OK... admittedly, this vision is really over the top. But had the North Koreans advanced, there could still have been a 'chance' encounter with the American athletes somewhere in Africa -- a passing in the stadium, a casual comment, an unexpected, behind-the-scenes personal exchange between players from the two countries which, in an echo of 1971, would remind the whole world of the humanity that lies behind every seemingly insurmountable political and military conflict.
Of course, North Korea lost this week. But maybe we should not think about this game as 'over.' Why not let the US and North Korean teams engage after the World Cup? Let's invite the North Korean team to the United States (or if they won't come here, maybe a third country -- perhaps China) to compete in a series of exhibitions, while clearly expressing our interest to send the US team to Pyongyang to reciprocate. Both teams can be accompanied by their "officials" or "guides," but the focus of such visits will remain on non-diplomatic interaction and sport. At a time of complete impasse between the two countries, such player-to-player engagement will definitely NOT solve the complex political and military issues at hand, but it might relieve some anxiety and tension... a 'crack in the ice.' We know this has been done before, and successfully. If soccer is not ideal, we can consider other sports -- particularly basketball which is rumored to be a favorite within the younger generation of the North Korean ruling Kim family (e.g. the soon-to-be-anointed 'heir'). Diplomacy by Kobe or Lebron, anyone??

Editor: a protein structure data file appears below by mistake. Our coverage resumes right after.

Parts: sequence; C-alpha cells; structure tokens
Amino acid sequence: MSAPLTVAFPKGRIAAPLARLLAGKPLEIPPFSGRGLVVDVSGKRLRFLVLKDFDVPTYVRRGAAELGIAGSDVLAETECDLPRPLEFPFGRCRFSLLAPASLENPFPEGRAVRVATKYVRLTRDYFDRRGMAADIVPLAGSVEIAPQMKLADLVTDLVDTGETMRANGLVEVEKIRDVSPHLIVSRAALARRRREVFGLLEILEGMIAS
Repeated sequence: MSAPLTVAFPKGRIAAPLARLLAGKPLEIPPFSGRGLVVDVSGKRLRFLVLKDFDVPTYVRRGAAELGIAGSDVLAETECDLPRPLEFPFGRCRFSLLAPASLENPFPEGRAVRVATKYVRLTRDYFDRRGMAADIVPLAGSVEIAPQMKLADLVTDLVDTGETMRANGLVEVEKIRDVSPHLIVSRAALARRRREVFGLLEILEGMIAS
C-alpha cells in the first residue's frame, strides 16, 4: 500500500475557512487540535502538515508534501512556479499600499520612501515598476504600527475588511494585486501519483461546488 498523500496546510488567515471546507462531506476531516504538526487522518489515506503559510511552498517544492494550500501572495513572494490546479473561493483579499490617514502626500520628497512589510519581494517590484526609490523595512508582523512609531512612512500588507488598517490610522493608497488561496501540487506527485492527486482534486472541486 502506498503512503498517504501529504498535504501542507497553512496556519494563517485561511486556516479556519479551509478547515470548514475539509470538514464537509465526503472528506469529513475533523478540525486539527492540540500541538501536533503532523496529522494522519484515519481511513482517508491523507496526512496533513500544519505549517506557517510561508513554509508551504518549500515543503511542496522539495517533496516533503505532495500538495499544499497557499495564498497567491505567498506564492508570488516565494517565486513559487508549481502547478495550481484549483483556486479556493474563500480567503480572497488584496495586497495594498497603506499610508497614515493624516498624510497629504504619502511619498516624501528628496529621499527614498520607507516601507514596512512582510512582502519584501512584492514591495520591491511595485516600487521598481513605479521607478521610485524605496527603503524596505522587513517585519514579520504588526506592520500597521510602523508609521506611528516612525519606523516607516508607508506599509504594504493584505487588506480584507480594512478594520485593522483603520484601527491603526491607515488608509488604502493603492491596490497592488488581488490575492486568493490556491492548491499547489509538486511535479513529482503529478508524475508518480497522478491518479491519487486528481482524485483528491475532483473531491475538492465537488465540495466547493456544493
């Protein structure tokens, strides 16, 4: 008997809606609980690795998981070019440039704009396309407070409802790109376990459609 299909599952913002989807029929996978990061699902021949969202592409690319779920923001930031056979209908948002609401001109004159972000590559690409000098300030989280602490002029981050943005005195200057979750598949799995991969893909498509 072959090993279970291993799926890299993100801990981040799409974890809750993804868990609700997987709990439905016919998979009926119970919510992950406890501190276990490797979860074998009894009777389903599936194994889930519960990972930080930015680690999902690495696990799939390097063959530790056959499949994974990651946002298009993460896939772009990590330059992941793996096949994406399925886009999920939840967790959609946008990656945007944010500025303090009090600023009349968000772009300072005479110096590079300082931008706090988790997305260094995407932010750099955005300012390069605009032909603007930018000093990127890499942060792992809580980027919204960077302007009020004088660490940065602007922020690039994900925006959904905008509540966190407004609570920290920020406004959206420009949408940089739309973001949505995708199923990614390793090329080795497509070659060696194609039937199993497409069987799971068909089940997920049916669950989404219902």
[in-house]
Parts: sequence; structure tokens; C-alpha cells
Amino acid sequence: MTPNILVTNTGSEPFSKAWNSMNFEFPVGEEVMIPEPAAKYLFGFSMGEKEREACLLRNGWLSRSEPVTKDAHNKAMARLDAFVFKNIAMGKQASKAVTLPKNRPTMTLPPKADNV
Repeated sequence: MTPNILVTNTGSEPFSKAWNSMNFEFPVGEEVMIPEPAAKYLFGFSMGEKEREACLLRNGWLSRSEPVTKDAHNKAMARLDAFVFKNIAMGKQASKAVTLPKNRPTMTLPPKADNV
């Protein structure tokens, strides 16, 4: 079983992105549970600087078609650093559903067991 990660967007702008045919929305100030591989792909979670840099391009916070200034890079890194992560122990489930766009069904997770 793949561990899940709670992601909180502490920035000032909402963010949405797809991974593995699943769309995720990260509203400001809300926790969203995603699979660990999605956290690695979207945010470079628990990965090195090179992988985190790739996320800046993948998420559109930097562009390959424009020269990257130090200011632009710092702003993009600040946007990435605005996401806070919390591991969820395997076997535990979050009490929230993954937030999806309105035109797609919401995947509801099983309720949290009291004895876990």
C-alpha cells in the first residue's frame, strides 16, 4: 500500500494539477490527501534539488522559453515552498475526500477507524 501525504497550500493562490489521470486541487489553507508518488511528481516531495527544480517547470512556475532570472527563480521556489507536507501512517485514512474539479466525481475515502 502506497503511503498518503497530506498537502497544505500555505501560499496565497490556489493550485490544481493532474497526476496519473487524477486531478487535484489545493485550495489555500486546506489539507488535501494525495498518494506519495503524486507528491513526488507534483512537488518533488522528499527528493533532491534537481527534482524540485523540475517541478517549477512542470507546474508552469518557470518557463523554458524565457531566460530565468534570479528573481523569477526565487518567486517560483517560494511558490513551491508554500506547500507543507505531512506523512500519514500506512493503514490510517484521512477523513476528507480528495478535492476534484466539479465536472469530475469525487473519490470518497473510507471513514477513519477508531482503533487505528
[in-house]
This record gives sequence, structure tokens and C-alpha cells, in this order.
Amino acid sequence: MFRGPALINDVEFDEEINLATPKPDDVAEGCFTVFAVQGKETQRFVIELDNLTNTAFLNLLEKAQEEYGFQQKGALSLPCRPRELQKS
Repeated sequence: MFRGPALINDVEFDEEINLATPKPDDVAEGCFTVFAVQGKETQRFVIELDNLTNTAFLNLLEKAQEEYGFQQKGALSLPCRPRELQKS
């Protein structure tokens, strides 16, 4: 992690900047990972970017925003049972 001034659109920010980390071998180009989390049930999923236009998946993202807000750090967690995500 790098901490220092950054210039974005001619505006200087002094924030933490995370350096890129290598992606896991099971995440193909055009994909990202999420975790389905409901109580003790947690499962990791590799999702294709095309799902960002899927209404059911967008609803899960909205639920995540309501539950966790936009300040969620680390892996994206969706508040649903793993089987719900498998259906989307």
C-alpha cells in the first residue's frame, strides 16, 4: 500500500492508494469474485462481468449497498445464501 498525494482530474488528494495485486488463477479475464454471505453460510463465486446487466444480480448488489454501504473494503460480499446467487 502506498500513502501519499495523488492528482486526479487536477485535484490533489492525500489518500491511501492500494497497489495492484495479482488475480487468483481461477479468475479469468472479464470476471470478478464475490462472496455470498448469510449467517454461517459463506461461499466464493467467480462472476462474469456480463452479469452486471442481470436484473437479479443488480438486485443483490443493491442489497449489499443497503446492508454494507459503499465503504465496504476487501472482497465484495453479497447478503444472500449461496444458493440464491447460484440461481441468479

Some politicians, academics, and pundits will say that the situation in North Korea, and within its leadership is different, thereby precluding such an approach. They may argue that any informal engagement -- sports or otherwise -- would lead to nothing more tangible, and would only be distorted by the North Koreans to achieve an internal propaganda coup. They may also claim that the ping-pong analogy is not wholly appropriate, given that the Chinese had already signaled their receptivity to dialogue with the US prior to the US team's visit in 1971 (notably, via a statement made by Mao to the American journalist, Edgar Snow, in 1970), and back-channel discussions were already underway between the Nixon administration and Beijing. Such views may be right, but they may also be wrong.
The lesson of history is clearly that the unthinkable IS thinkable, and we have already witnessed many unanticipated, dramatic changes in the last few decades -- between Israel and Egypt, in Eastern Europe, in South Africa, in Libya, and elsewhere.
So, when all else has failed to-date with North Korea, why not pick up our ping-pong paddles and try to serve?